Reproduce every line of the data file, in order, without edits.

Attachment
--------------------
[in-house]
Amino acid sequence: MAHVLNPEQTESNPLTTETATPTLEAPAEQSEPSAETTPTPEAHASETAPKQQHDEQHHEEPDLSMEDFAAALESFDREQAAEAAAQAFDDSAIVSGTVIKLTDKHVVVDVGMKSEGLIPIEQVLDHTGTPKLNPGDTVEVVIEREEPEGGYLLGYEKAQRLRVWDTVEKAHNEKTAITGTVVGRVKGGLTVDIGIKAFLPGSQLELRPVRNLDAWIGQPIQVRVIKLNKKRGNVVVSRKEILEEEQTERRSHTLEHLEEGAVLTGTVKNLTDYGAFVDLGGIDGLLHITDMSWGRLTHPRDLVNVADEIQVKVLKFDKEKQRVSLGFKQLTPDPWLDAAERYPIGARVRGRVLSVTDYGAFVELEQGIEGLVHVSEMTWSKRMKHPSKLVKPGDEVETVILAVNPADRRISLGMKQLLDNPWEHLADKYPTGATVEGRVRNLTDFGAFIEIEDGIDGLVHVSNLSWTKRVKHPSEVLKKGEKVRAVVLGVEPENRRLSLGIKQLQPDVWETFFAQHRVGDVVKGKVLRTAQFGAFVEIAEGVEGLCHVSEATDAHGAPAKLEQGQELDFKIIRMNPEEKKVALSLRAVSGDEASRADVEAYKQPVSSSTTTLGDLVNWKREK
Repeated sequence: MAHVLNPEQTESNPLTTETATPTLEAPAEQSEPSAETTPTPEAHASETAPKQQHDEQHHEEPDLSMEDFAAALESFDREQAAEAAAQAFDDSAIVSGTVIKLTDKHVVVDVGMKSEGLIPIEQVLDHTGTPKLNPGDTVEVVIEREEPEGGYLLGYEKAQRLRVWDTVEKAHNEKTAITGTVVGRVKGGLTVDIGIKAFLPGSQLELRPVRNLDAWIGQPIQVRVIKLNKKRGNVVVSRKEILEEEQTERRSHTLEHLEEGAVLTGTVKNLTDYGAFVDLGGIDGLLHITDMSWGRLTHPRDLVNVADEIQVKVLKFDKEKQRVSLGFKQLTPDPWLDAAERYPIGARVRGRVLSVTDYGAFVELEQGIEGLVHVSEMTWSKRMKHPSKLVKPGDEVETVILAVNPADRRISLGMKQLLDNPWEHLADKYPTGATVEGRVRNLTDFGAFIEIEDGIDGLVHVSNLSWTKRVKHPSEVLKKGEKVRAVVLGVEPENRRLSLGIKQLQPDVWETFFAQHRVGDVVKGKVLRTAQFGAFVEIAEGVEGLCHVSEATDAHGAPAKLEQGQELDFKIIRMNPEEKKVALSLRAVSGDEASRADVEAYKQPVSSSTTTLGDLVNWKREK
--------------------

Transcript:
[in-house]
Amino acid sequence: MAHVLNPEQTESNPLTTETATPTLEAPAEQSEPSAETTPTPEAHASETAPKQQHDEQHHEEPDLSMEDFAAALESFDREQAAEAAAQAFDDSAIVSGTVIKLTDKHVVVDVGMKSEGLIPIEQVLDHTGTPKLNPGDTVEVVIEREEPEGGYLLGYEKAQRLRVWDTVEKAHNEKTAITGTVVGRVKGGLTVDIGIKAFLPGSQLELRPVRNLDAWIGQPIQVRVIKLNKKRGNVVVSRKEILEEEQTERRSHTLEHLEEGAVLTGTVKNLTDYGAFVDLGGIDGLLHITDMSWGRLTHPRDLVNVADEIQVKVLKFDKEKQRVSLGFKQLTPDPWLDAAERYPIGARVRGRVLSVTDYGAFVELEQGIEGLVHVSEMTWSKRMKHPSKLVKPGDEVETVILAVNPADRRISLGMKQLLDNPWEHLADKYPTGATVEGRVRNLTDFGAFIEIEDGIDGLVHVSNLSWTKRVKHPSEVLKKGEKVRAVVLGVEPENRRLSLGIKQLQPDVWETFFAQHRVGDVVKGKVLRTAQFGAFVEIAEGVEGLCHVSEATDAHGAPAKLEQGQELDFKIIRMNPEEKKVALSLRAVSGDEASRADVEAYKQPVSSSTTTLGDLVNWKREK
Repeated sequence: MAHVLNPEQTESNPLTTETATPTLEAPAEQSEPSAETTPTPEAHASETAPKQQHDEQHHEEPDLSMEDFAAALESFDREQAAEAAAQAFDDSAIVSGTVIKLTDKHVVVDVGMKSEGLIPIEQVLDHTGTPKLNPGDTVEVVIEREEPEGGYLLGYEKAQRLRVWDTVEKAHNEKTAITGTVVGRVKGGLTVDIGIKAFLPGSQLELRPVRNLDAWIGQPIQVRVIKLNKKRGNVVVSRKEILEEEQTERRSHTLEHLEEGAVLTGTVKNLTDYGAFVDLGGIDGLLHITDMSWGRLTHPRDLVNVADEIQVKVLKFDKEKQRVSLGFKQLTPDPWLDAAERYPIGARVRGRVLSVTDYGAFVELEQGIEGLVHVSEMTWSKRMKHPSKLVKPGDEVETVILAVNPADRRISLGMKQLLDNPWEHLADKYPTGATVEGRVRNLTDFGAFIEIEDGIDGLVHVSNLSWTKRVKHPSEVLKKGEKVRAVVLGVEPENRRLSLGIKQLQPDVWETFFAQHRVGDVVKGKVLRTAQFGAFVEIAEGVEGLCHVSEATDAHGAPAKLEQGQELDFKIIRMNPEEKKVALSLRAVSGDEASRADVEAYKQPVSSSTTTLGDLVNWKREK